Leptospirosis in small animals quiz

Leptospirosis in small animals

ORLANDO, FL – Leptospirosis is an infection that can affect animals and humans that come in contact with Leptospira bacteria. It is considered a zoonotic disease, commonly transmitted to humans via water contaminated by animal urine coming in contact with wet or broken skin, or with the mucous membranes, explained Liza Wysong Rudolph, BAS, LVT, VTS (CP – Canine/Feline), speaking at the North American Veterinary Conference.

Leptospira are aerobic gram-negative motile spirochetes of which there are over 250 pathogenic serovars or subtypes. The primary pathogenic species in the dog are Leptospira interrogans and Leptospira kirschneri. Reservoir hosts remain asymptomatic or develop mild self-limiting symptoms when infected. Leptospira is most viable in warm, moist conditions, and survival in the environment may be prolonged in stagnant or slow moving water. Although the organism can remain viable in the environment for months under ideal conditions, replication only occurs within a host.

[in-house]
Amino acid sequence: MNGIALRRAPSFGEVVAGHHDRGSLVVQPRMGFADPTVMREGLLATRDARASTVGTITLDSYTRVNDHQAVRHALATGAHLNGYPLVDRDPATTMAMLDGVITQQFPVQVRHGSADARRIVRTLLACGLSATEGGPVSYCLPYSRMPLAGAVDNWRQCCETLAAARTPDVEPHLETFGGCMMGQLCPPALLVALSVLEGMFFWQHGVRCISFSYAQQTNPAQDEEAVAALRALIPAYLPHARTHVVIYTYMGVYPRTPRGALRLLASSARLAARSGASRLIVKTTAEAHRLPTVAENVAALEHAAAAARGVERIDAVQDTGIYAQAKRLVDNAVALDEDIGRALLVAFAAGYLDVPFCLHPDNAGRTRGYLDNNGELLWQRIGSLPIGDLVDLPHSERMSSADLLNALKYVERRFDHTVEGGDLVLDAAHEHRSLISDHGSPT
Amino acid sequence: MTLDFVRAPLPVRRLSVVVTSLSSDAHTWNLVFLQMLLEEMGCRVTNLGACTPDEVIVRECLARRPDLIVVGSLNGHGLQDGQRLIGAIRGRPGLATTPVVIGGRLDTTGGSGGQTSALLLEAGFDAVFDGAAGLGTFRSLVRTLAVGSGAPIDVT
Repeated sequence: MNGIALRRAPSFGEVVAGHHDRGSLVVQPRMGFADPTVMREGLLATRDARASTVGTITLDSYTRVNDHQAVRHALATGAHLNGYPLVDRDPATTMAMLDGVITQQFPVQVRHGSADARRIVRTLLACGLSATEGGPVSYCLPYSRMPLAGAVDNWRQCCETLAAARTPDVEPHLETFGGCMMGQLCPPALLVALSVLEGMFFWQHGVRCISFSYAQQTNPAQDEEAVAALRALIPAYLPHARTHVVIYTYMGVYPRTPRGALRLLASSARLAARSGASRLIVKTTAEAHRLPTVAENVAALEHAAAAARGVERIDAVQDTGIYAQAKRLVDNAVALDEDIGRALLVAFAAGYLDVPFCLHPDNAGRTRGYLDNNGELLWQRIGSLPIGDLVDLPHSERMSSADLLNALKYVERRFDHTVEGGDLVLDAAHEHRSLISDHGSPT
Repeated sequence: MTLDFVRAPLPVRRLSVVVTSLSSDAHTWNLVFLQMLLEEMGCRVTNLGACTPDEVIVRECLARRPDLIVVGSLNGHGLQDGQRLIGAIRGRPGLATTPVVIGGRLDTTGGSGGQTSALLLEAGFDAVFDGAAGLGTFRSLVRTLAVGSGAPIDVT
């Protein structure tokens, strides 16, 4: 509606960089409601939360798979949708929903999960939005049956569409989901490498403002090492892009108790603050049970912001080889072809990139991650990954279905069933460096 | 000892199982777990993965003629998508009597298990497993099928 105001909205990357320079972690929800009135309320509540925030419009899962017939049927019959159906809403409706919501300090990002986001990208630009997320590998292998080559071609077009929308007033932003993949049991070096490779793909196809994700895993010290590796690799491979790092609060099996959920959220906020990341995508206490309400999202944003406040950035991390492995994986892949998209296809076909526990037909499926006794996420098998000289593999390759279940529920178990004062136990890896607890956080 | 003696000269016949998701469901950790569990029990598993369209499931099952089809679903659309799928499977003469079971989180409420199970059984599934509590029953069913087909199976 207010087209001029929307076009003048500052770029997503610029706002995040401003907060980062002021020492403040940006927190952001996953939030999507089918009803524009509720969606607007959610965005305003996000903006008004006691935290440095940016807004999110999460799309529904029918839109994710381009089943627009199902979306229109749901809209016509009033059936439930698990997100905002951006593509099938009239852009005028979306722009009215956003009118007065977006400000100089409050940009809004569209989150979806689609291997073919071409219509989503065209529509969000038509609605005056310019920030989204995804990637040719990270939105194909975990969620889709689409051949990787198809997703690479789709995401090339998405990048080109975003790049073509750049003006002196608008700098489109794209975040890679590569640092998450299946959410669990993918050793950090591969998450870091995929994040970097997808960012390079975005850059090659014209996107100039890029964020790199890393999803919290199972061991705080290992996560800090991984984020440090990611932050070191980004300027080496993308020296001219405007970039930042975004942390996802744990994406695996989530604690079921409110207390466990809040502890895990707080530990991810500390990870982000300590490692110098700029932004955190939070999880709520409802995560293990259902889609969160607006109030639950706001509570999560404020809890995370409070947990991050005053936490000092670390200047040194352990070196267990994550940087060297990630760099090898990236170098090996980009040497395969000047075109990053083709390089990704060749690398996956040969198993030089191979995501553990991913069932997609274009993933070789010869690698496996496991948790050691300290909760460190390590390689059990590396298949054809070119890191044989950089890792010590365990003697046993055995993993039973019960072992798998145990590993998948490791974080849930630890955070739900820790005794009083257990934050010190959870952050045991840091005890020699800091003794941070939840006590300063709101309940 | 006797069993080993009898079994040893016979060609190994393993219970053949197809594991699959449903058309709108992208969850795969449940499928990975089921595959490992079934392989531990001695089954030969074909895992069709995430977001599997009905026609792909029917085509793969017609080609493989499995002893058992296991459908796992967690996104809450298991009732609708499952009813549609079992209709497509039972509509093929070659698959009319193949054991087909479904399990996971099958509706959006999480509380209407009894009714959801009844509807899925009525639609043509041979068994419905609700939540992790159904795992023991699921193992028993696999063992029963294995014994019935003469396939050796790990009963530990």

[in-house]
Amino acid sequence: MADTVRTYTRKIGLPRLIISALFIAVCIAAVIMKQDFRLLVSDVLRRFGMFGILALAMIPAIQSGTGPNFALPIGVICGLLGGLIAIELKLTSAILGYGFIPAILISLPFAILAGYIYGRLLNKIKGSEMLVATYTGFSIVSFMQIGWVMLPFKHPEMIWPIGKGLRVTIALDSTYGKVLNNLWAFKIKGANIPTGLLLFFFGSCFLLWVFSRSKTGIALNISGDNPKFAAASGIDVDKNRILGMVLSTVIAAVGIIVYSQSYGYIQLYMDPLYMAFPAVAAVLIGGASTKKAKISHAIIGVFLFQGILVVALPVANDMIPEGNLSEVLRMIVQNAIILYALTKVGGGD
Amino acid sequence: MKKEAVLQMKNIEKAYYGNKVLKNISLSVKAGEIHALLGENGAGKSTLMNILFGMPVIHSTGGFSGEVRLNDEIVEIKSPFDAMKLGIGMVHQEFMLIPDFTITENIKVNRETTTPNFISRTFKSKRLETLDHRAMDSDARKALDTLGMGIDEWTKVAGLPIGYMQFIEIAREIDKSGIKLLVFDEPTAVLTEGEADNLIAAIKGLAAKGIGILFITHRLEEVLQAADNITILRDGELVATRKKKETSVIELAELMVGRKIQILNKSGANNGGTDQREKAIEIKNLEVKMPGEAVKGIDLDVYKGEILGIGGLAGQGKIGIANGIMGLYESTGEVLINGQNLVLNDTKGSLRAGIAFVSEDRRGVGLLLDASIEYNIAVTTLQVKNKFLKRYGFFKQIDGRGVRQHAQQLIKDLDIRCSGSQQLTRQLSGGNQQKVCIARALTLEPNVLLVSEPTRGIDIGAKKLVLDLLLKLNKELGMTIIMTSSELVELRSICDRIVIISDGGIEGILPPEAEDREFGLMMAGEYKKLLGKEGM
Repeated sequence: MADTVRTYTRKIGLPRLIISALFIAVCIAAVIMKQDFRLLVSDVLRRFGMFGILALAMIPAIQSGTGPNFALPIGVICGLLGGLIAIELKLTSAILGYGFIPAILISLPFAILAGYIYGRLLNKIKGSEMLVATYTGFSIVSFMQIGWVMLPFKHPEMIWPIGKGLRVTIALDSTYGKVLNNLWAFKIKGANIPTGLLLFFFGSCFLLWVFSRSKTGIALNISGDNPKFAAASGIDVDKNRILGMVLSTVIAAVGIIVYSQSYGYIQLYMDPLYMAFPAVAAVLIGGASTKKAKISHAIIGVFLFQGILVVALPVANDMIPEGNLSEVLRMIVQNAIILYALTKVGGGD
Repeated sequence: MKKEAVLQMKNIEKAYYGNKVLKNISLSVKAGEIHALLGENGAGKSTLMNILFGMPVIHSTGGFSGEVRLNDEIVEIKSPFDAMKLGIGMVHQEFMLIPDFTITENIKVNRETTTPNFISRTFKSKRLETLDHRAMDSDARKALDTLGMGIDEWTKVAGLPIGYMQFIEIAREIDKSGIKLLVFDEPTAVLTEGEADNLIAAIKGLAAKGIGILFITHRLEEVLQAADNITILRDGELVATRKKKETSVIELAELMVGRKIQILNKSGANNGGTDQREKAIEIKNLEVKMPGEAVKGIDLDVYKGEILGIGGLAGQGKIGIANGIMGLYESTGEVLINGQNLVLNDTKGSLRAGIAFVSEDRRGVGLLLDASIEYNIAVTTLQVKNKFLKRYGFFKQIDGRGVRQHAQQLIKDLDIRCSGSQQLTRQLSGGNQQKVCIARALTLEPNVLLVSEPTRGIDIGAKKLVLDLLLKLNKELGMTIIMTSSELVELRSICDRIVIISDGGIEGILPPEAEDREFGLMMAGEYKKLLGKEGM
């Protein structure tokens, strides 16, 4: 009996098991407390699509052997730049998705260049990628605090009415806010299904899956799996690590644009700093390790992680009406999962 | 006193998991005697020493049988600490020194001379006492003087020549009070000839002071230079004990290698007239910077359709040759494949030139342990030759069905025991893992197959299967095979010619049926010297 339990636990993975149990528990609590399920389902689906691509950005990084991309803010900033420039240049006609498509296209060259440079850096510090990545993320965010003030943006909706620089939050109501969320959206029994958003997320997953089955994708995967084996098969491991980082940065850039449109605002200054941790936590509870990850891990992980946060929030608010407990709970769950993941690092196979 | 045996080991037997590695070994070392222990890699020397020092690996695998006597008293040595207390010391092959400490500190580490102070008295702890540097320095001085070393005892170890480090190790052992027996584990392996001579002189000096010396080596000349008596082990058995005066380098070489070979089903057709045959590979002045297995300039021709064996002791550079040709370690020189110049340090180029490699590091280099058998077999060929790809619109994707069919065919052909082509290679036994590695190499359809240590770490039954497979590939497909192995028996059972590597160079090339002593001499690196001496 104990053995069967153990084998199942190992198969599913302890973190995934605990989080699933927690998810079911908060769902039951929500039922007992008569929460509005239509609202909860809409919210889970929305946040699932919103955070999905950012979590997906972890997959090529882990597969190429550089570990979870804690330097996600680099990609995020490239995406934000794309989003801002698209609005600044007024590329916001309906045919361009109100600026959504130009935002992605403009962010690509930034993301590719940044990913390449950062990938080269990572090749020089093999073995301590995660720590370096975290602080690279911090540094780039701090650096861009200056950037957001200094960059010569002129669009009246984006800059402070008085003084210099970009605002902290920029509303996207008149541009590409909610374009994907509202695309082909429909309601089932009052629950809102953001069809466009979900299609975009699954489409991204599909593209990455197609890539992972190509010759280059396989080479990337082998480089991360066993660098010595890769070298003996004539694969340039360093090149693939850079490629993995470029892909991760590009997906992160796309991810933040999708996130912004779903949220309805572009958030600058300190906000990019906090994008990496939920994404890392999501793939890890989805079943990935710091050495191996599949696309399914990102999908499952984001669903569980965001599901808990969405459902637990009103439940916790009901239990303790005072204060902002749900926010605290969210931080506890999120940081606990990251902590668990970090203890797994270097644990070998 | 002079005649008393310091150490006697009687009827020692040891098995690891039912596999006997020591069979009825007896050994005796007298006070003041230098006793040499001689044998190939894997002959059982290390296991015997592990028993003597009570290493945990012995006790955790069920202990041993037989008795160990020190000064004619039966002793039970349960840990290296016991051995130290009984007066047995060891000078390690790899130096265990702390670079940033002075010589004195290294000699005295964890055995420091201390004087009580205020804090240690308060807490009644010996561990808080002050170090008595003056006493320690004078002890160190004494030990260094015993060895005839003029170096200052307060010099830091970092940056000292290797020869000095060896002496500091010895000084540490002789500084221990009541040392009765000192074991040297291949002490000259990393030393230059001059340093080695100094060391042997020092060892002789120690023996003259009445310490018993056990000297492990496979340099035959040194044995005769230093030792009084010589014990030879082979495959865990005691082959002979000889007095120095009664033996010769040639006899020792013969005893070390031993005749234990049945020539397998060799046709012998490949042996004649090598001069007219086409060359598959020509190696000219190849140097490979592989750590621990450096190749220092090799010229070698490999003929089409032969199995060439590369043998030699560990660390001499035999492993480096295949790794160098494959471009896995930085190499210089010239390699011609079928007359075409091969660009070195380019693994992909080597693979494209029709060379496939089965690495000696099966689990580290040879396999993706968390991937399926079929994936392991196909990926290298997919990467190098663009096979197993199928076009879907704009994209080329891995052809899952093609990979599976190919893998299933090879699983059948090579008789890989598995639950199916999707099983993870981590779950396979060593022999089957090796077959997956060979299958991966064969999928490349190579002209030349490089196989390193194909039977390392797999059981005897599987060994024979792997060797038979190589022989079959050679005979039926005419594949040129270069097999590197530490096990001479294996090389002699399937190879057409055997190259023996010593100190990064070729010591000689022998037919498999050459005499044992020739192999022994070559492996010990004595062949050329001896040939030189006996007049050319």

Animals can become infected through direct contact with infected urine, venereal, placental transfer, bite wounds, or ingestion of infected tissues. Indirect transmission is the more common route and can occur through exposure to contaminated water sources, soil, food, or soiled bedding. Evidence of leptospirosis exposure has been documented in cats; however, clinical disease has been rarely reported.

After penetrating the skin or mucous membranes, leptospira quickly multiply in the bloodstream, with an average incubation period of approximately 7 days, after which the organisms attach to endothelial cells and spread throughout the body. The kidneys, liver, spleen, eyes, genital tract, and central nervous system are all commonly affected.

Clinical signs